Running Level

Running Level

Post by Chri » Wed, 23 Oct 2002 17:38:27



Hi all,

Running with Solaris 8 on E450.
I made a script which is called S73NfsChoice in the directory /etc/rc2.d.
In this script I detect the run-level of the system. Normally , I can't
launch my script if the run-level is different than 2.
The things is that when my script is running, the run-level is 3 and not 2
....
I don't understand because my script is placed in the /etc/rc2.d directory
?????

My question is the following : in the /etc/rc2.d directory, when does the
run-level is 2 and then 3 ????

Thanks,

Chris.

 
 
 

Running Level

Post by Chri » Wed, 23 Oct 2002 18:57:07


Quote:> You are aware that scripts in /etc/init.d are HARD links to scripts in
> /etc/rcN.d/Snn<script>, right?  IIRC, NFS server is started in
> /etc/rc3.d but it also could be in /etc/rc2.d/.

> Does your script have EXECUTE privs, owned by root, and named SNN<script>
> where NN is a number between 00 and 99?  This is how SYSV does startup
> scripts.

> --
> DeeDee, don't press that button!  DeeDee!  NO!  Dee...

My script is situated under /etc/rc2.d directory like that :

lrwxrwxrwx    1    root    other    27    Jul    10    11:02
   S73NfsChoice -> /etc/init.d/NfsChoice

In my script, I've got :

_effect_level_=`who -r | $AWK '{ print $3 }'`
echo Run Level $_effect_level

When the script starts I've got : Run Level 3 instead of 2 ????
So what's wrong ???

Thanks.

Chris.

 
 
 

Running Level

Post by Nigel Mello » Wed, 23 Oct 2002 19:13:47


runlevel 2 scripts will also be executed at runlevel 3. This is why your
script in rc2.d is being invoked at runlevel 3.

Normally you would place the init script in /etc/init.d and create a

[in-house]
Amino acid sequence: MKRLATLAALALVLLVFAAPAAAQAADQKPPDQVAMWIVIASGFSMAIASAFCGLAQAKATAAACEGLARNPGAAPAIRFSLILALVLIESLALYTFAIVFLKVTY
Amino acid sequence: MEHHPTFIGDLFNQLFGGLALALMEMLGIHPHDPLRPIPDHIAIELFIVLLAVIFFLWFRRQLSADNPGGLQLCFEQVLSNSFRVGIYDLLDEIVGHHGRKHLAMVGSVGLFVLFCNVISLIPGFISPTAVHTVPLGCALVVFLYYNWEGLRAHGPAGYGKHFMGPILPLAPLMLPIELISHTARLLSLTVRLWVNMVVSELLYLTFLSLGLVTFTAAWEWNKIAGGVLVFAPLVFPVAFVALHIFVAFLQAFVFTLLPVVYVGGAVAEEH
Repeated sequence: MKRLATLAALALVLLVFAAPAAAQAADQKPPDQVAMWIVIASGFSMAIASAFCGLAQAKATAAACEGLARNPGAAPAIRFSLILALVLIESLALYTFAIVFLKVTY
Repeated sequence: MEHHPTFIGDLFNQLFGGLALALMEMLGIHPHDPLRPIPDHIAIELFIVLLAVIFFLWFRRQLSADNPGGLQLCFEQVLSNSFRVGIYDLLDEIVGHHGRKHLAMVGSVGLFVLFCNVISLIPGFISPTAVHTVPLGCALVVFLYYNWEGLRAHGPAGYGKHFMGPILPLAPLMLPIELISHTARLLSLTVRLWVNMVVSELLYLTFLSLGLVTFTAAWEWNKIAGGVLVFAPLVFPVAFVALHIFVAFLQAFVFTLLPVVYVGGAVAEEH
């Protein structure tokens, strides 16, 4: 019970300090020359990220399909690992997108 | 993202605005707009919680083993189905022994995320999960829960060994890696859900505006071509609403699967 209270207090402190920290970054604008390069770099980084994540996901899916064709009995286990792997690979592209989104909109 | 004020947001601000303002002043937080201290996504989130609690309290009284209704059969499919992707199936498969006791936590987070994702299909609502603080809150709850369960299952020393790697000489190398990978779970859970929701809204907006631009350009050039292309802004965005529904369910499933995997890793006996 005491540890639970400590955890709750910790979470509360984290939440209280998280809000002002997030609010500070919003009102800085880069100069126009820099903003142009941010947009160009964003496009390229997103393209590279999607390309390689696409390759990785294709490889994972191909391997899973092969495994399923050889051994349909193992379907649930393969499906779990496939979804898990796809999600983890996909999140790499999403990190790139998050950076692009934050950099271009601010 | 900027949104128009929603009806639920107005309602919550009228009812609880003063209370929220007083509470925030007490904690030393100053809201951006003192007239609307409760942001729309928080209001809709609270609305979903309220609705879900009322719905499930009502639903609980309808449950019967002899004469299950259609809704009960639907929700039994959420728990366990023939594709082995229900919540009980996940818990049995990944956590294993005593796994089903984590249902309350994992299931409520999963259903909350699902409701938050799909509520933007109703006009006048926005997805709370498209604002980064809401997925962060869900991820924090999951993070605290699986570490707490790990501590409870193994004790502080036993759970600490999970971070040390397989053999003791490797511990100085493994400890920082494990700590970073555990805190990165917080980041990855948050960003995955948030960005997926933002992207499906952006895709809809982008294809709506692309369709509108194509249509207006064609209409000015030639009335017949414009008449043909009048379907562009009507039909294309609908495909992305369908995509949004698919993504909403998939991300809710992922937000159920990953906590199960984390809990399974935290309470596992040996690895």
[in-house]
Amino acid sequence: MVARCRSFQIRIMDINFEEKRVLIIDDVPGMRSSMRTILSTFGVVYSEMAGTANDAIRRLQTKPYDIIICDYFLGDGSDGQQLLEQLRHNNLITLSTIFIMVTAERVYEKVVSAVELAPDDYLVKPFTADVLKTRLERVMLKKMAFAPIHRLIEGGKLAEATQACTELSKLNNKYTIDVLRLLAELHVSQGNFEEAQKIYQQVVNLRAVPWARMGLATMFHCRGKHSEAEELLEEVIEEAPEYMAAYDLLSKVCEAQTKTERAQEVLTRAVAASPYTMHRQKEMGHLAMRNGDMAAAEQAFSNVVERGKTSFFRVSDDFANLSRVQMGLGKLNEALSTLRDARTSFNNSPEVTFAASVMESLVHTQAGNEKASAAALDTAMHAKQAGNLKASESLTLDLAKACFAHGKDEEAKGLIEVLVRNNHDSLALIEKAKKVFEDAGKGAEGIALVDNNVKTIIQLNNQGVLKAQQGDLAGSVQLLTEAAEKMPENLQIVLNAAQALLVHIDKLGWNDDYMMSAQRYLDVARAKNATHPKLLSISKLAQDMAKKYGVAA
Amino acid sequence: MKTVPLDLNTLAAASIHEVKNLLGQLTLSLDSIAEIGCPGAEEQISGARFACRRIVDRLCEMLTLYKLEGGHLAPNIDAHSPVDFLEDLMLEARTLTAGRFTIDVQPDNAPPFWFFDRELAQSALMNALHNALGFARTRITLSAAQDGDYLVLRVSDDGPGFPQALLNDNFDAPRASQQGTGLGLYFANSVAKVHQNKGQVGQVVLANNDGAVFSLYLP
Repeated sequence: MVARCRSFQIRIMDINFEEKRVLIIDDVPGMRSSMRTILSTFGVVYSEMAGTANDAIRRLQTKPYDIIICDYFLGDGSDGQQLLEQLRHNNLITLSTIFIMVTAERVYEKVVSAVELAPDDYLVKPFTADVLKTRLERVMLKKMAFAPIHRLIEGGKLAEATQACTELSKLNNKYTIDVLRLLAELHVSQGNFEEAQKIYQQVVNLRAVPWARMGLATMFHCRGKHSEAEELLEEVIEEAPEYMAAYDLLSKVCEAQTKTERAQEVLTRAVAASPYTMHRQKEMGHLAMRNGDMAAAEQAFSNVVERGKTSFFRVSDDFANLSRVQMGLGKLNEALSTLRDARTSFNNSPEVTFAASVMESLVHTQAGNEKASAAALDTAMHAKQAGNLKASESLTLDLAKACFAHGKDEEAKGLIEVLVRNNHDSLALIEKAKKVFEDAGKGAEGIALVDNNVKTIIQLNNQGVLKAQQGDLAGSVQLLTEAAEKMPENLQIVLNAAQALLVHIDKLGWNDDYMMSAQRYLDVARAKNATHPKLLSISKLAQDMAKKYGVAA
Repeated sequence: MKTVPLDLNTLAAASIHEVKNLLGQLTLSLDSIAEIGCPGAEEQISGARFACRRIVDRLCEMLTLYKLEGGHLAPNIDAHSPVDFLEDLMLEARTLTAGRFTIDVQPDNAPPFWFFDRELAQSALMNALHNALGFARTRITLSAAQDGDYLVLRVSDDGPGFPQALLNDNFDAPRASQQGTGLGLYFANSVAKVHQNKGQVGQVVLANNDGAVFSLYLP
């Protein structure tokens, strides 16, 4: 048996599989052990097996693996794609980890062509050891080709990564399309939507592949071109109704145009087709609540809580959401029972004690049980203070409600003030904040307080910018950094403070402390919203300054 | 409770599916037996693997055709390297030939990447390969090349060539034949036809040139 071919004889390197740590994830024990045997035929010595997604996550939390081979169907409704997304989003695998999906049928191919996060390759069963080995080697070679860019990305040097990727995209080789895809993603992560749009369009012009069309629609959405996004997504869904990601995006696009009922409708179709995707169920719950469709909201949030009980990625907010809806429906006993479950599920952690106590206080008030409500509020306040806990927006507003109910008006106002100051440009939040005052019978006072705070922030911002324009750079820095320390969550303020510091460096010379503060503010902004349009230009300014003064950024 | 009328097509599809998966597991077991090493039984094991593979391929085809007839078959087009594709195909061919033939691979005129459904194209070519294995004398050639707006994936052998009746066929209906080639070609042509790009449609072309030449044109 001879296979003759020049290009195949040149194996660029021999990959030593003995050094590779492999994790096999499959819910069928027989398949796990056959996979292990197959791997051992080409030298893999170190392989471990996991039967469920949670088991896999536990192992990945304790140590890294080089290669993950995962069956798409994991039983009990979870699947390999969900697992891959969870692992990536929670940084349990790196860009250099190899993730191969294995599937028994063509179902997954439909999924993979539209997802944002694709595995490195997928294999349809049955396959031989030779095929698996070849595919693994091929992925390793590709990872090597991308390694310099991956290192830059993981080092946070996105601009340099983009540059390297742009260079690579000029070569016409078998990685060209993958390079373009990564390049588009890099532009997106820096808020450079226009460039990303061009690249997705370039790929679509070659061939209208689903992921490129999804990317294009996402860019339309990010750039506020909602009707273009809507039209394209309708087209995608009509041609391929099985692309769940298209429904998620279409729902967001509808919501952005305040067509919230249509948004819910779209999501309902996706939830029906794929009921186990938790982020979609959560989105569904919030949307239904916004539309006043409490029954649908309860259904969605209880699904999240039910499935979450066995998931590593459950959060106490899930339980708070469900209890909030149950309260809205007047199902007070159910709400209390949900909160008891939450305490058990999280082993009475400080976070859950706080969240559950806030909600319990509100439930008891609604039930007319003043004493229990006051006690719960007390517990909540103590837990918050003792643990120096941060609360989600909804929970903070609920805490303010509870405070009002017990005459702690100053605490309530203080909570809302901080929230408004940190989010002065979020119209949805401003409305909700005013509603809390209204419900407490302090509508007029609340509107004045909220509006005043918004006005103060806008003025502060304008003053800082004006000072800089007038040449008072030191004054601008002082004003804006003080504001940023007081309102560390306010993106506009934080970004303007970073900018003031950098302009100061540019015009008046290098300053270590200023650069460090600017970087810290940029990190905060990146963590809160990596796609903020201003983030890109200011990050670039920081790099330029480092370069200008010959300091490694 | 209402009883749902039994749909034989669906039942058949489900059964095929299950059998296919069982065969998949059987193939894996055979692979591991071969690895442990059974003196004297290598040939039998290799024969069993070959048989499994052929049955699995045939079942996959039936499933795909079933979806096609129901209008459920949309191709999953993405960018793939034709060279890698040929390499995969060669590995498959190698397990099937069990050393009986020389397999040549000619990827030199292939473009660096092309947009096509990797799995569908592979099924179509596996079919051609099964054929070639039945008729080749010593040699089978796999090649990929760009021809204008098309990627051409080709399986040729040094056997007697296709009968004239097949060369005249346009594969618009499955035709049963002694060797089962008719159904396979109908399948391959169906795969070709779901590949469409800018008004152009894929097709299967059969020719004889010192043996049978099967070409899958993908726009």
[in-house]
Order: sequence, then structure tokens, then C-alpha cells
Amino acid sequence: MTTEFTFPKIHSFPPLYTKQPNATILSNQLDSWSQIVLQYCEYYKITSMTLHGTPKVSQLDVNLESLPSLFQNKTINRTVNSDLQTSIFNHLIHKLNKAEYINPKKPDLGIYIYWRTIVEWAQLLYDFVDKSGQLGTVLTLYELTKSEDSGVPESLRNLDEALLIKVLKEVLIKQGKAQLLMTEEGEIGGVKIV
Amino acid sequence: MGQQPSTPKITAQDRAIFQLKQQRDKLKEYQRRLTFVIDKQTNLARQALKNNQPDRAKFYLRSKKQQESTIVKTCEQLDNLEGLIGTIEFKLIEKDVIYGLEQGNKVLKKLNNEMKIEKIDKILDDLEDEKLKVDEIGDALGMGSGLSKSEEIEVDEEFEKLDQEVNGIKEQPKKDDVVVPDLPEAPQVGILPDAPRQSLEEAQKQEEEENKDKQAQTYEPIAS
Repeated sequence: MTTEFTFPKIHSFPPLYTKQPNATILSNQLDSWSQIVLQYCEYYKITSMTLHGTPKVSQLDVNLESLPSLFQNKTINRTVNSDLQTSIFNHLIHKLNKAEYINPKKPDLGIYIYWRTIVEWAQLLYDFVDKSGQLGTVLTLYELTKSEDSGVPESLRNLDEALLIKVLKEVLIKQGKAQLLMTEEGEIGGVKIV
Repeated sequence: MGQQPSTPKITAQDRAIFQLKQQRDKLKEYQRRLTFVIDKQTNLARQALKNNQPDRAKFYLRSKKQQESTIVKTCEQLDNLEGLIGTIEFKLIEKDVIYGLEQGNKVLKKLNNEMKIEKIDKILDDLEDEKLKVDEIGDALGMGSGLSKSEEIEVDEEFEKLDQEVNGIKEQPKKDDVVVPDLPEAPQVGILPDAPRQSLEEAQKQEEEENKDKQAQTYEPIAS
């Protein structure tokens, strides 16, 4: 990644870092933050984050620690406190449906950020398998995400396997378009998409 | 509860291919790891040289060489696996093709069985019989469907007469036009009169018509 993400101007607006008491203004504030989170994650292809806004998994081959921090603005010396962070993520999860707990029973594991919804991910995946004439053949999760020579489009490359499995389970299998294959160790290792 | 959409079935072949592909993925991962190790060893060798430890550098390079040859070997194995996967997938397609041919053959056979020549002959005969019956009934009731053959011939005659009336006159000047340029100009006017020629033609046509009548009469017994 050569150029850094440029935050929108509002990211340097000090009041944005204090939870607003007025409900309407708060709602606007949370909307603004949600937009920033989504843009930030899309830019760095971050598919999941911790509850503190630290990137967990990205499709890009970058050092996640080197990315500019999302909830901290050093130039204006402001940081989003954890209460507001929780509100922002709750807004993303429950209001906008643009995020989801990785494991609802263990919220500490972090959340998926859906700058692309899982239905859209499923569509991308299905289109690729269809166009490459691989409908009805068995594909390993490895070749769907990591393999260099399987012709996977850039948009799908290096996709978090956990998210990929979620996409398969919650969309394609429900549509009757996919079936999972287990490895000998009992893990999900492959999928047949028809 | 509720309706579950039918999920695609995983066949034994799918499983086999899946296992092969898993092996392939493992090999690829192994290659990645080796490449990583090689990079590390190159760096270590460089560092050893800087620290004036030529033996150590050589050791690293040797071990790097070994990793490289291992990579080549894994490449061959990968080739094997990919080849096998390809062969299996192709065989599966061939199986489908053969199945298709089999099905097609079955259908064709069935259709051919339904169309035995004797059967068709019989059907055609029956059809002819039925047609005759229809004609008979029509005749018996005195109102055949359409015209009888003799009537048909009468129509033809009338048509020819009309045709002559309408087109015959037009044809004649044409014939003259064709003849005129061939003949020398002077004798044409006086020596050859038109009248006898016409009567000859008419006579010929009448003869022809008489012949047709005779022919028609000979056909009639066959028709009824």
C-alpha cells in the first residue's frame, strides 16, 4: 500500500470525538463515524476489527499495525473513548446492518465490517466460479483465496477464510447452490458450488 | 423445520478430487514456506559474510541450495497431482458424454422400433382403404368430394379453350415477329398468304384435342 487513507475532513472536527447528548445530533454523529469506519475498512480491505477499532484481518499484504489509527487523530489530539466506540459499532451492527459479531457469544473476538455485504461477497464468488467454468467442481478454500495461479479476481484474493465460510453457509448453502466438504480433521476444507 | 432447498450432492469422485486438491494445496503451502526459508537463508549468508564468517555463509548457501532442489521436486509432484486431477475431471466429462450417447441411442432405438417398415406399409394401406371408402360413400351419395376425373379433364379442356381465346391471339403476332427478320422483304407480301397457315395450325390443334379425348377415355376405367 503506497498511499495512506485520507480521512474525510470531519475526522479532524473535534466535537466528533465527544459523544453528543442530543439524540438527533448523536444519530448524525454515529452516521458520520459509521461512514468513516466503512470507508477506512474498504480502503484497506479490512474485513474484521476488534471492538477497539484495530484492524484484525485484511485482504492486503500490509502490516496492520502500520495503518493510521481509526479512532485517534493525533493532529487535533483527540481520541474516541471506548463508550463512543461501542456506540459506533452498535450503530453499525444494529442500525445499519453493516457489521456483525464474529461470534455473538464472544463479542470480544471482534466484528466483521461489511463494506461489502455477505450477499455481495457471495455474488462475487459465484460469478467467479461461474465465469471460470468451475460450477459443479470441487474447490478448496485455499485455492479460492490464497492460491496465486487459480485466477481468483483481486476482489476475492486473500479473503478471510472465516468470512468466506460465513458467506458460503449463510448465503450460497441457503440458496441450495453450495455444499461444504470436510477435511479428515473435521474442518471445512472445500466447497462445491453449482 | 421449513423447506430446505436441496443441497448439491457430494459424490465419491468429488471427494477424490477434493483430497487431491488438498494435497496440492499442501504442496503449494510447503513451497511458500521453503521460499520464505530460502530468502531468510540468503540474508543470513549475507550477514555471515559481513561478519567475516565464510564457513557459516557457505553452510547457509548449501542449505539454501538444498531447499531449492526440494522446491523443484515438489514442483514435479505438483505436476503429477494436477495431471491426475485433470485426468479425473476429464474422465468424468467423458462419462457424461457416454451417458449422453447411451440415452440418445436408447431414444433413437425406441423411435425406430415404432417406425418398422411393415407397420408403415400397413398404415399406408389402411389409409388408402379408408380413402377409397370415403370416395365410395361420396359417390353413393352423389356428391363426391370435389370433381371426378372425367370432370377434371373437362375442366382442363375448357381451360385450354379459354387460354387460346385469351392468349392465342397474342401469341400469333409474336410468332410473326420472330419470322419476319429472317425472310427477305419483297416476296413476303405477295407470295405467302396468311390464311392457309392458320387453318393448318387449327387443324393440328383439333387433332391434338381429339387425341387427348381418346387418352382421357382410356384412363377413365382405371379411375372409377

(symbolic) link to the script in the appropriate runlevel directory
(/etc/rc?.d).

e.g. # ln -s /etc/init.d/nfschoice /etc/rc2.d/S73nfschoice

--
Nigel Mellor


Quote:> Hi all,

> Running with Solaris 8 on E450.
> I made a script which is called S73NfsChoice in the directory /etc/rc2.d.
> In this script I detect the run-level of the system. Normally , I can't
> launch my script if the run-level is different than 2.
> The things is that when my script is running, the run-level is 3 and not 2
> ....
> I don't understand because my script is placed in the /etc/rc2.d directory
> ?????

> My question is the following : in the /etc/rc2.d directory, when does the
> run-level is 2 and then 3 ????

> Thanks,

> Chris.

 
 
 

Running Level

Post by Chri » Thu, 24 Oct 2002 01:34:31



> runlevel 2 scripts will also be executed at runlevel 3. This is why your
> script in rc2.d is being invoked at runlevel 3.

> Normally you would place the init script in /etc/init.d and create a
> (symbolic) link to the script in the appropriate runlevel directory
> (/etc/rc?.d).

> e.g. # ln -s /etc/init.d/nfschoice /etc/rc2.d/S73nfschoice

> --
> Nigel Mellor


I understand.
So my question will be :

Is it possible to create an rc script which will be only call during
run-level 2 ???

Thanks,

Chris.

 
 
 

Running Level

Post by Bertrand Zidle » Thu, 24 Oct 2002 02:23:40



> So my question will be :